SOUSA: Bulky film cameras bring old memories

09/20/2013 12:00 AM

09/22/2013 11:37 AM

A recent lecture I delivered to my Beginning Film Photography students at Merced College on the various types of old film cameras made me start to think about all of the different types of cameras I’ve owned over my 40-plus years of photography.

I must have been around 14 when my parents gave me my first real camera. It was a Minolta SRT 101 35mm-film camera with a standard 50mm lens. Before getting this camera, I remember running around with a little Kodak Instamatic snapping pictures of friends and family.

The Minolta had all kinds of dials and adjustments that I had to learn, and I spent every dime that I could beg, borrow or earn to buy film and darkroom supplies so I could practice with my new camera. I was very protective of it, always keeping it in its brown leather case, which I was constantly struggling to remove from the camera from before I could take a picture. I am sure that I missed a lot of great shots trying to get that darn case off.

I remember a horseback ride that I went on with my oldest brother, Joe, when I was 15.

My brother was a seasoned cowboy, but I had little experience riding a horse.

Of course I had my trusty Minolta slung over my neck by its strap, and in its case, of course, so I could document the ride. But my horse suddenly broke into a run at breakneck speed.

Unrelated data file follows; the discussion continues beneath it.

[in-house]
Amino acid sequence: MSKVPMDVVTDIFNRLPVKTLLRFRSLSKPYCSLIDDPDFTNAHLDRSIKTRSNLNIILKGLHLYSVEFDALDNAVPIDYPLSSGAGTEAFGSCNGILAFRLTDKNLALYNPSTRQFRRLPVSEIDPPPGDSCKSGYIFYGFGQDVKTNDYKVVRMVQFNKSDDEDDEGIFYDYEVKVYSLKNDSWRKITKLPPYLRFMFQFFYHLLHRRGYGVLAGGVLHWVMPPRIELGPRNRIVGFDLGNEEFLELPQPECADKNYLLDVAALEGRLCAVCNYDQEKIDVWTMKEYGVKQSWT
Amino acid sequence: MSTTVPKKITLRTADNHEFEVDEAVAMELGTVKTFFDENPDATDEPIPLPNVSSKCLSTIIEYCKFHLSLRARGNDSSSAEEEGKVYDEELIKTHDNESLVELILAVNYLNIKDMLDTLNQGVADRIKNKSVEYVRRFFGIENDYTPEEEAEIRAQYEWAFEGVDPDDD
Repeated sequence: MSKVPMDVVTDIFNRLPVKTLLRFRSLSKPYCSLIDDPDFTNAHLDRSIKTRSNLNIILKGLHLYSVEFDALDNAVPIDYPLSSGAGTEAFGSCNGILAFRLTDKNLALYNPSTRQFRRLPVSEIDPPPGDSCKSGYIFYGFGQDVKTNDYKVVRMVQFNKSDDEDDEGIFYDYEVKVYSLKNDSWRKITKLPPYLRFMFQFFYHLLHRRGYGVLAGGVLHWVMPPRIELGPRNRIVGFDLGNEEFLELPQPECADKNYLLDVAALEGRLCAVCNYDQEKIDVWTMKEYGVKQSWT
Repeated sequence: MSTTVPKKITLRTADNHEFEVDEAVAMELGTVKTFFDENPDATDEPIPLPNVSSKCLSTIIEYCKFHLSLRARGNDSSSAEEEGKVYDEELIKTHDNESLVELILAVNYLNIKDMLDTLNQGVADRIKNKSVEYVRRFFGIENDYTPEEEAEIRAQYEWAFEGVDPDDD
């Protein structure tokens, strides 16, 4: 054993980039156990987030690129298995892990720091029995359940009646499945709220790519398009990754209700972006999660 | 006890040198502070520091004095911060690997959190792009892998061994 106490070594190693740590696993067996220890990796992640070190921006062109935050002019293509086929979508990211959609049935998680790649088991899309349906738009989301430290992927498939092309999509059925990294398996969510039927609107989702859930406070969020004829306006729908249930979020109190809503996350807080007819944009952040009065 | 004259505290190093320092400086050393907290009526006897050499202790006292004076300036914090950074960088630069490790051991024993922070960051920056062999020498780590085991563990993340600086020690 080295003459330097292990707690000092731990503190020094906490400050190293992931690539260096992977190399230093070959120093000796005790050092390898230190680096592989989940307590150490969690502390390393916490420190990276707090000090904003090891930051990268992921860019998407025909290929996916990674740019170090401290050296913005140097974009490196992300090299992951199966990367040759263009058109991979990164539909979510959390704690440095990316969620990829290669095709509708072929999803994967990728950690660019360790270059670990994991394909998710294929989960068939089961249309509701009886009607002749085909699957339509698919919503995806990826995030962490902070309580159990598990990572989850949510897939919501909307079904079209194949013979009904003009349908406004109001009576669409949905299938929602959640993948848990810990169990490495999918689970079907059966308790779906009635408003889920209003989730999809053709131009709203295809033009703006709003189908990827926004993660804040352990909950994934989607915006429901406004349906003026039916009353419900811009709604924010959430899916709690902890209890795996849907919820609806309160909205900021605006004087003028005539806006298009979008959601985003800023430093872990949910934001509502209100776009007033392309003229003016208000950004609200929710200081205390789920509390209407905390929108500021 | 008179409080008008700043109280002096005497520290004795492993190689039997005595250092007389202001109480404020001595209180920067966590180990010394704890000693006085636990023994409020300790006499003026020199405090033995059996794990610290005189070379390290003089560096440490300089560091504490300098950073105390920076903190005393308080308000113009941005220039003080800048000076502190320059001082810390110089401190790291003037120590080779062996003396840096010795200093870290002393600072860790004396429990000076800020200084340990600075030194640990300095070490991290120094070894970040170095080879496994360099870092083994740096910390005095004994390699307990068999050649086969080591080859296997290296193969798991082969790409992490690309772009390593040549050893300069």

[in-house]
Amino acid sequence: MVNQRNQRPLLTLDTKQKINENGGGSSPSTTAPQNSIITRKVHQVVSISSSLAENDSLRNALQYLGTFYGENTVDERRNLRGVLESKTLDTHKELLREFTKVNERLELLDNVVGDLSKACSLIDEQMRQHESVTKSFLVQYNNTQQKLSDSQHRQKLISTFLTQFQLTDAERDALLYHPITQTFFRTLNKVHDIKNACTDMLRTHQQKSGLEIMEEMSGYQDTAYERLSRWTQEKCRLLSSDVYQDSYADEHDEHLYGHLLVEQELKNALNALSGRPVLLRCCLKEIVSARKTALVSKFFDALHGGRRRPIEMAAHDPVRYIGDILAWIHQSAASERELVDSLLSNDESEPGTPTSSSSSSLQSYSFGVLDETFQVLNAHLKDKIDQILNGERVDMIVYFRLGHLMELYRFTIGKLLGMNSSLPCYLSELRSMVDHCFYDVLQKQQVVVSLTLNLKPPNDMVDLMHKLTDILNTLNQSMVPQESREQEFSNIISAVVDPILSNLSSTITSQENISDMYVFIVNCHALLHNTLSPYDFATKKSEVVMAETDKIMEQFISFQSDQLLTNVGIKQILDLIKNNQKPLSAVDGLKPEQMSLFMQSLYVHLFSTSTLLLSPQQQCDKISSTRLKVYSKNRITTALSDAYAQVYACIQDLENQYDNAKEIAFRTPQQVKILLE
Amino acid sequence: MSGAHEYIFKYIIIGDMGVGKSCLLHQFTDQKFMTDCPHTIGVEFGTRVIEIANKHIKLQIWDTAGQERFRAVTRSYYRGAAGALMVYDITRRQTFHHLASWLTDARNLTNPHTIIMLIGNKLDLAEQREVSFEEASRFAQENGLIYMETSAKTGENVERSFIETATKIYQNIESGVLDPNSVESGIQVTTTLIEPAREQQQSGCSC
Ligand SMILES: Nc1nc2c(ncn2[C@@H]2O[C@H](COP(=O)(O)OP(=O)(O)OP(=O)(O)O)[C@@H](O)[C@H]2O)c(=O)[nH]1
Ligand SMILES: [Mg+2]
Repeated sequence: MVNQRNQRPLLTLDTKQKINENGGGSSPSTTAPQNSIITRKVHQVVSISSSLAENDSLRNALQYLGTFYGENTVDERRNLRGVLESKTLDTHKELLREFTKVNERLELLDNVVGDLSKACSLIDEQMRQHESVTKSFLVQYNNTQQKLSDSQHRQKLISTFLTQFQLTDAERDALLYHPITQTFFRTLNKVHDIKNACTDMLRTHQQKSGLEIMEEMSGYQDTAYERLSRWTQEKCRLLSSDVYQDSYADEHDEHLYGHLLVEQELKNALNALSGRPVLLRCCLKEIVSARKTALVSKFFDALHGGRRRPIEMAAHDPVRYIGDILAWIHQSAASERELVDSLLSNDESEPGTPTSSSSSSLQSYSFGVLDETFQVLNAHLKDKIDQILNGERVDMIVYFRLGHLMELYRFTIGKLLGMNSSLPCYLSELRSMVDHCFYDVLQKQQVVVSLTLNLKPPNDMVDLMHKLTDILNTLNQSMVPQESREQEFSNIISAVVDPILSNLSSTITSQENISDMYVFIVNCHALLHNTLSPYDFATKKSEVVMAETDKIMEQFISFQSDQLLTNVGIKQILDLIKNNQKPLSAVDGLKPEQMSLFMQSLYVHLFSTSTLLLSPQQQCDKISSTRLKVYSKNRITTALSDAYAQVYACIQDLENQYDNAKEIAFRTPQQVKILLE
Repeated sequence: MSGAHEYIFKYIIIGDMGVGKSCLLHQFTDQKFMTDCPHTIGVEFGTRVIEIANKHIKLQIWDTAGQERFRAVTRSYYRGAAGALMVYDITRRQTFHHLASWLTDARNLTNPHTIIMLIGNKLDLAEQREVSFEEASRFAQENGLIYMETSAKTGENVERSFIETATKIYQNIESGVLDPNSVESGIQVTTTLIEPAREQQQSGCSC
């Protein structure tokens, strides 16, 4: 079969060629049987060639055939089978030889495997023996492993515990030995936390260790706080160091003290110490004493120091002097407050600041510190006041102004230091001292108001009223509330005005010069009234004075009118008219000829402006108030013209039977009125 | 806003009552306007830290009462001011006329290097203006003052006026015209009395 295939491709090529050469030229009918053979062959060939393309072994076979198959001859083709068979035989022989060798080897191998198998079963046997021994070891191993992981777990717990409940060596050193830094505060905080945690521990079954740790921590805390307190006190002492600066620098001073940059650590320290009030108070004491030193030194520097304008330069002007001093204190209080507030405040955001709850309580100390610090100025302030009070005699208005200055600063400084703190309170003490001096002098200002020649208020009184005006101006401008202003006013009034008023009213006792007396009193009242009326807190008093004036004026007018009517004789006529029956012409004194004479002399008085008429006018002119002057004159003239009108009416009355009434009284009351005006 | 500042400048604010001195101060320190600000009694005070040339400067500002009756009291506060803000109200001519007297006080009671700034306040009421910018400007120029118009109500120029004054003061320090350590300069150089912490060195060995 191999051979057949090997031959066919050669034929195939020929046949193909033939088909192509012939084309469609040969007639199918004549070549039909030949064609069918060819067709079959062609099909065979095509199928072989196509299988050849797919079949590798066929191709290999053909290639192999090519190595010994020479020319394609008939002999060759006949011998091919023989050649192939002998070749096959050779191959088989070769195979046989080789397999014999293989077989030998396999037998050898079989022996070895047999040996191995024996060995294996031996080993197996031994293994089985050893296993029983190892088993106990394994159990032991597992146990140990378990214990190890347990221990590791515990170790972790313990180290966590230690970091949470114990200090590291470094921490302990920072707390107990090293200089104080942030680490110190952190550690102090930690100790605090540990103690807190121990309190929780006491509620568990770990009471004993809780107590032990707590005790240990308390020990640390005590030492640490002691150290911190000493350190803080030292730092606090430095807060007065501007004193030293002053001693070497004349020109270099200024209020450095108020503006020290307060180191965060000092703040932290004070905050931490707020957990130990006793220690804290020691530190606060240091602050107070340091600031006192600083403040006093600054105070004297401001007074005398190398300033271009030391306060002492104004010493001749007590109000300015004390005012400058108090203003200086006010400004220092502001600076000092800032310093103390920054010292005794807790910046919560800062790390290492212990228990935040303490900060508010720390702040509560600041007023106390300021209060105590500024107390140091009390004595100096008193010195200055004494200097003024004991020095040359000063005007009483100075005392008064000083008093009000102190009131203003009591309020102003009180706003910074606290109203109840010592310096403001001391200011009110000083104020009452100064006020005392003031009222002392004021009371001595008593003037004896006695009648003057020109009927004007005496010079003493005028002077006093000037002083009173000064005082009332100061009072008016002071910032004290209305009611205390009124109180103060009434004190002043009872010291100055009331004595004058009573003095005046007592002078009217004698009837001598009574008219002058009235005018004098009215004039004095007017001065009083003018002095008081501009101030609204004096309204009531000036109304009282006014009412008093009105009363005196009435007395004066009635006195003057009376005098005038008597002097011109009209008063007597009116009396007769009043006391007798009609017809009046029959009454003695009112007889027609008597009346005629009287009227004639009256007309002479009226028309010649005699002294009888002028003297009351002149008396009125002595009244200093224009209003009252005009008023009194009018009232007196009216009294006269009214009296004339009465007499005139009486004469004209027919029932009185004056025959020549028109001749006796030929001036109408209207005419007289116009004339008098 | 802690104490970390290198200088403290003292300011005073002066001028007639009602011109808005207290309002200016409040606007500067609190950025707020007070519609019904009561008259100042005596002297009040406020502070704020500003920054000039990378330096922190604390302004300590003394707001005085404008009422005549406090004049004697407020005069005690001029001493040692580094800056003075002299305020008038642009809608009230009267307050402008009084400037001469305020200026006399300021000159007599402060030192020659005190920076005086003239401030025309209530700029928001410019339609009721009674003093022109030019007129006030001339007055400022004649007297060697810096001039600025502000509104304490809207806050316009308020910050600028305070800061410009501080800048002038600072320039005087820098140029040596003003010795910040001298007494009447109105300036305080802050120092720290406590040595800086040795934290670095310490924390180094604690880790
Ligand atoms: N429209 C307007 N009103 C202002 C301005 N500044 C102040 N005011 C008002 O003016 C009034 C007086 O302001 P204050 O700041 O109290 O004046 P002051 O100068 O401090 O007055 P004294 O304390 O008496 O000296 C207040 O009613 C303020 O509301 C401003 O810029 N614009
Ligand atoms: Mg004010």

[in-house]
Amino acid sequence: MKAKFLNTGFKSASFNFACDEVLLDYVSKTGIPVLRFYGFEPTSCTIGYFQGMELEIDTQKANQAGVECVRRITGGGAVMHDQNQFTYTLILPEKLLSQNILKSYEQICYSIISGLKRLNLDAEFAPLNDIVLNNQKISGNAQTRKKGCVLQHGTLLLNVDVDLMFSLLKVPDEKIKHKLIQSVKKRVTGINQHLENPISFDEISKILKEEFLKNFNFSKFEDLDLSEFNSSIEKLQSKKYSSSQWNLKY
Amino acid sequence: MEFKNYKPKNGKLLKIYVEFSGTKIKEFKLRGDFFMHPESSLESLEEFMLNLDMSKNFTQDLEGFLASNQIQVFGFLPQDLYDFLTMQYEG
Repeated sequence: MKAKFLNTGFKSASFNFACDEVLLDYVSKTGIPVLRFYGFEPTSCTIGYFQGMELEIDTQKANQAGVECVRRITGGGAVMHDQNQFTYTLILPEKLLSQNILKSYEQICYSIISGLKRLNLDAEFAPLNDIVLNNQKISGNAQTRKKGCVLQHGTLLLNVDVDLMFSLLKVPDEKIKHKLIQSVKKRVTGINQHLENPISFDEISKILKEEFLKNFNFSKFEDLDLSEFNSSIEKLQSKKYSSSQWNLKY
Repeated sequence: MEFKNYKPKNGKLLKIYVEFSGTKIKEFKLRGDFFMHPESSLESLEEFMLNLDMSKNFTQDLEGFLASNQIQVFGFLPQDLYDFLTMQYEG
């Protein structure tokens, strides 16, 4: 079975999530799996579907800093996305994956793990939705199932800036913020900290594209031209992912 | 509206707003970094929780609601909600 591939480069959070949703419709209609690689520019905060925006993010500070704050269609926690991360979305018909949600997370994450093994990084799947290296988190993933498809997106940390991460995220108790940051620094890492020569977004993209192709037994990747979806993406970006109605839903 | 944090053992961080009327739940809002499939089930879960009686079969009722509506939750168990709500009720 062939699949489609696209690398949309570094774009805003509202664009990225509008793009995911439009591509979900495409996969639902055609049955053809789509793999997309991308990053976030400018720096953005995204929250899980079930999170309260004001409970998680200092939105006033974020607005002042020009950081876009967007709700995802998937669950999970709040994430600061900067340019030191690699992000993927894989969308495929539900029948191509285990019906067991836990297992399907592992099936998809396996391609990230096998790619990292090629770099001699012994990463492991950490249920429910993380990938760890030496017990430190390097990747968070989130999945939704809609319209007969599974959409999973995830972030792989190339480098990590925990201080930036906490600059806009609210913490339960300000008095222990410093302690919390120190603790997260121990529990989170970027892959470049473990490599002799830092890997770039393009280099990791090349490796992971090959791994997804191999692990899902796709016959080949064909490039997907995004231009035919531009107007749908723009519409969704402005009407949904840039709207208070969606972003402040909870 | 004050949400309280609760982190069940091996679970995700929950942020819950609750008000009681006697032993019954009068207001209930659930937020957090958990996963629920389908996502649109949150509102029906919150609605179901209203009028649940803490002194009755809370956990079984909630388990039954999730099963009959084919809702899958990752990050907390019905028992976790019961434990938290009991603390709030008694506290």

As the horse galloped faster, my camera began to swing wildly from my neck.

Thinking only of the camera, I removed my hands from the death grip I had on the saddle horn to grasp the camera. I can still remember my brother yelling at the top of his lungs to forget the camera and hold on to the saddle horn.

All the while worrying that our parents were going to kill him for getting his baby brother killed by a speeding horse, they might have taken solace in knowing that the Minolta survived.

My brother was eventually able to get close enough to my horse to grab the reigns and bring the beast to a stop. My only regret was that I could not get the case off in time to get an action shot of the rescue.

The next camera that I added to my collection, which became my constant companion for the next couple of years, was a Yashica D twin-lens reflex camera. These cameras used 120 film that produced a two-and-a-quarter inch square negative. This large negative made ultra sharp, detailed prints.

However, here were two downsides to this camera.

The first was that as you looked down into the viewfinder everything was backward, and the second was that it only had a fixed 80mm lens. I liked the large negative so I upgraded to my next camera, a Mamiya C330, which also had the large negative but had the ability to change lenses so I could have a wide angle and telephoto lens at my disposal.

In 1978 I was off to Fresno State to major in photojournalism, and my parents gave me a Nikon F 35mm camera.

The Nikon F series was the industry standard for newspaper photographers at the time and was a great camera. It had a very sophisticated light meter, great lenses and was very rugged. I fell in love with the Nikon line and for the next several years as I worked as a photojournalist.

The Nikon F series cameras were my tool of choice.

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